Since the X-Pro1 and XE-1's X-Trans sensors haven't been analysed by DXOMark yet (perhaps because of issues from the differing sensor and RAW formats?), we'll have to wait and see. The X100s is likely the same sensor as the past two cameras, plus PDAF and an improved image processor and have been extraordinarily well received.
Low-pass filters on sensors lower pixel-level sharpness—hopefully we can agree with that. Unfortunately, they've been a reality since the Bayer pattern was invented in 1976 and put into use on camera sensors. A camera sensor either deals with color moiré or adds a low-pass filter, reducing sharpness. Until the Fuji X-Trans sensors, the only way to truly combat this was with big enough sesnsors (full frame). By solving the problem and removing the filter, a smaller sensor can resolve similar detail. We'll have to wait for the testing.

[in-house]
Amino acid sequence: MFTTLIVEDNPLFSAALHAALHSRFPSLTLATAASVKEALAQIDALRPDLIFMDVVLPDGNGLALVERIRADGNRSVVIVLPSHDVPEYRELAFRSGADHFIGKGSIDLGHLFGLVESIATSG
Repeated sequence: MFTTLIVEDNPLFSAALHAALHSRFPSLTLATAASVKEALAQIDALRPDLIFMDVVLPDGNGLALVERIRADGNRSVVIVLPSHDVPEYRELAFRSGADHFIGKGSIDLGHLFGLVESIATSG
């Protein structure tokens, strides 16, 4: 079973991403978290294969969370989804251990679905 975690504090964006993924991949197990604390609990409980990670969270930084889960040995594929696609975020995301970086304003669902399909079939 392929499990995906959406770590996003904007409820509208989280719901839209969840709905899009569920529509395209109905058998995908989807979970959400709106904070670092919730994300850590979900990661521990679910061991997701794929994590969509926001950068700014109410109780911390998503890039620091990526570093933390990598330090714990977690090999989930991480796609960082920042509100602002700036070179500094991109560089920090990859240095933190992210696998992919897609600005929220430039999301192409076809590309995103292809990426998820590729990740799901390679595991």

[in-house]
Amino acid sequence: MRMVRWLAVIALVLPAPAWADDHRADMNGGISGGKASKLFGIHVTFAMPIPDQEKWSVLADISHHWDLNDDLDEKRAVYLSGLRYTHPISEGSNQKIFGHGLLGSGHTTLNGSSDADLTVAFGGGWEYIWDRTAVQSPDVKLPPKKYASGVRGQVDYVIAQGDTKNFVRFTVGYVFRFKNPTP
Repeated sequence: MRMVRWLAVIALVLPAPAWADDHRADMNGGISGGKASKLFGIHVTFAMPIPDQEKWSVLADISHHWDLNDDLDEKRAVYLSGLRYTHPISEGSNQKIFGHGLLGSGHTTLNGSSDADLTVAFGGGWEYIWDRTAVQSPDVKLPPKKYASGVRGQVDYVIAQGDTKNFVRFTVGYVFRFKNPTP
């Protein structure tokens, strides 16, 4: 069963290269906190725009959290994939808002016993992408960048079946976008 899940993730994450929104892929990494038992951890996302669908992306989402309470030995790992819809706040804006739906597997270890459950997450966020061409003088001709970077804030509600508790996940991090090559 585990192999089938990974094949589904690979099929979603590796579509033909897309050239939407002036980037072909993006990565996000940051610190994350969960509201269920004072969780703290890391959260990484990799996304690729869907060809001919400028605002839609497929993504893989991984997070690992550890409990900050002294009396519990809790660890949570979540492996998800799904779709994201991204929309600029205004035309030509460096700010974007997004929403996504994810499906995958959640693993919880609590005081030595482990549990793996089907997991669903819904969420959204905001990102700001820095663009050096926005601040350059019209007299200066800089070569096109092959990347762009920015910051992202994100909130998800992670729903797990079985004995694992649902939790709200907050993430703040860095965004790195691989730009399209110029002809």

Regardless, this is an awesome backpacking camera. Easier to carry than an RX1, comes with an awesome optical and electronic hybrid viewfinder, has a built in ND filter (excellent for backpacking), and is a minimum of $1500 cheaper than the Sony RX1 (more when you consider getting an electronic viewfinder for it).
I think I'll likely be toting an X100s on the JMT this summer—excellent value proposition, size, and combination of features.